How Sound Travels Through Your Sensory Garden
Updated: Jan 19, 2022
How to use plants and other garden materials to create a peaceful oasis free of harsh sounds.
Why we care about sound
One of the primary purposes for creating a sensory garden is to create a place of peace where people can relax, slow their heart rate, watch some animals, and feel more at peace. This may be particularly important for those who struggle with anxiety, ADHD, or Autism.
Needless to say, finding peace is difficult when the world outside threatens to pull us back to the outside world and remind us of our worries. It may be impossible to eliminate all outside distractions, however, being intentional and incorporating some simple tricks in the garden may help to mitigate outside noises.
Noise pollution harms the health and wellness of both people and animals. For people, it can interfere with sleep and raise, raise blood pressure, and increase stress levels. Animals, however, often require sound to communicate, feed, and reproduce. Noise pollution can cause significant stress on both people and animals.
How sound moves throughout the garden
Sound in the garden moves in four ways: reflection, absorption, scattering, and diffraction.
Concrete and other hard surfaces reflect sound waves back in the same direction from whence they came. This is called reflection and it may create some particularly noisy places in your garden if the sound is “bounced” to a particular spot. You may want to be careful when using hard materials when you are designing a garden to reduce sound.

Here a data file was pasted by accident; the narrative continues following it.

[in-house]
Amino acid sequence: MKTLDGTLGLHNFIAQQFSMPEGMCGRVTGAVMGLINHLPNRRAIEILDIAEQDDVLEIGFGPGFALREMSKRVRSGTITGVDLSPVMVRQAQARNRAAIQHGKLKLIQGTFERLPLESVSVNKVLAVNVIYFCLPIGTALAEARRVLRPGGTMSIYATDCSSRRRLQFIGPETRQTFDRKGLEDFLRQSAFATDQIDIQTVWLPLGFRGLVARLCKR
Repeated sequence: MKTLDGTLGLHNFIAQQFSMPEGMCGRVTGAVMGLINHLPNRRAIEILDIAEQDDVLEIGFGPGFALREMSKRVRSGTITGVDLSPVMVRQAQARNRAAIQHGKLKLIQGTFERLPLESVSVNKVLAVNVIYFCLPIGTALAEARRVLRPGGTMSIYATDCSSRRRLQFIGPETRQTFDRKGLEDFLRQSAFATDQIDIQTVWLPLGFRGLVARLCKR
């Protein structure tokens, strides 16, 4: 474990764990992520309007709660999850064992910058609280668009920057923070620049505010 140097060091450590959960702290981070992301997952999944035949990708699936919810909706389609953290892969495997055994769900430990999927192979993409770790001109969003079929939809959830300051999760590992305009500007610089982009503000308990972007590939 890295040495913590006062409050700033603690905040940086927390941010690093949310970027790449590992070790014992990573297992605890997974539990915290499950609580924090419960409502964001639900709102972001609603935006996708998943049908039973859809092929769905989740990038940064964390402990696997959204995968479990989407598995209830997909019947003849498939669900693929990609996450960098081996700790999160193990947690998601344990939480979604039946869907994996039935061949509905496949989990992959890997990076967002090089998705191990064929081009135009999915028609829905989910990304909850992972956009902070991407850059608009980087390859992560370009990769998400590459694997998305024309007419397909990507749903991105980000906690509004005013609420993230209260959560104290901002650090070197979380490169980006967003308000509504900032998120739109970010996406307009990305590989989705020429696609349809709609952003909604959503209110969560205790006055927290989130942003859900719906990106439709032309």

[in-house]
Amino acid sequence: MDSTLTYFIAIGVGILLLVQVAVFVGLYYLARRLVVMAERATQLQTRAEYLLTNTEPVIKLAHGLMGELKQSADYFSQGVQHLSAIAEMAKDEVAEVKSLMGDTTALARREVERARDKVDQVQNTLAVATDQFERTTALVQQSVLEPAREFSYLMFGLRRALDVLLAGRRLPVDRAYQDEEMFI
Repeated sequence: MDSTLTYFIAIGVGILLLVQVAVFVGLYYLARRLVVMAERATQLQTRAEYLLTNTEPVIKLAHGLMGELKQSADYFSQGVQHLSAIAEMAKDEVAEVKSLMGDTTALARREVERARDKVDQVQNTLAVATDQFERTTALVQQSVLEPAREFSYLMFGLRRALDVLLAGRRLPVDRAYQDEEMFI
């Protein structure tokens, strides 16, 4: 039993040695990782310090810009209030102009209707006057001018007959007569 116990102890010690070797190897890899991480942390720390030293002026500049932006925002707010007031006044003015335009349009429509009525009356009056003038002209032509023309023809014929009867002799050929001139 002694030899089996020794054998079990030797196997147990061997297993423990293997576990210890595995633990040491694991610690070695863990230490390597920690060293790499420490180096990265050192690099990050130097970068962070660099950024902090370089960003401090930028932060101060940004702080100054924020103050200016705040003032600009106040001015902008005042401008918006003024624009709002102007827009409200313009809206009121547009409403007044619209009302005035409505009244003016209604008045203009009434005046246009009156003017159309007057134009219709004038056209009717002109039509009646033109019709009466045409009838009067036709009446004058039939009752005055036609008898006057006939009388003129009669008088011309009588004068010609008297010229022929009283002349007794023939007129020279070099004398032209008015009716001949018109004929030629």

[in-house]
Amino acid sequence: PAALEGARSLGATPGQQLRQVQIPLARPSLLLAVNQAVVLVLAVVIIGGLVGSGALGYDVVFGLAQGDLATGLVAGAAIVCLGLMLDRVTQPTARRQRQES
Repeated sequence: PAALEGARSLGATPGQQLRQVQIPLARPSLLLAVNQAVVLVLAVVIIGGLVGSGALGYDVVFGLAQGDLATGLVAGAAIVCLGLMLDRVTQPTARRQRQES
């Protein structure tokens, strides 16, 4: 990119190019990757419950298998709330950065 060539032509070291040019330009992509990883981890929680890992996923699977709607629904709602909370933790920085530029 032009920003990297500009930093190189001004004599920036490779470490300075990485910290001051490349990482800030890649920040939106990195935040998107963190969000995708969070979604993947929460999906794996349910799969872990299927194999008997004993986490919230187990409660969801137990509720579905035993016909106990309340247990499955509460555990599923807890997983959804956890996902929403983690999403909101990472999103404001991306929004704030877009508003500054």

Absorption is perhaps the most ideal way to mitigate sound pollution in your garden. Materials that are porous and soft can actually absorb some of the sound waves and reduce their strength. Materials such as soft leaves and grass make great sound-absorbing materials.
Scattering and diffraction both work by sending a single sound wave in multiple directions. The effect is that the sound is shared throughout more of the garden, which makes any sounds feel less harsh. Diffraction occurs when the sound goes around smother substances like smooth tree trunks. Scattering happens when sound waves come in contact with rough surfaces. The sound waves bounce off these rough surfaces, but they do so in many different directions, thus weakening the sound.
Take it to the next step: layering vegetation
Understanding how sound moves through the garden is the first step in mitigating its effect. Knowing how to layer vegetation to reduce reflection and increase absorption, diffraction, and scattering are important when designing your sensory garden.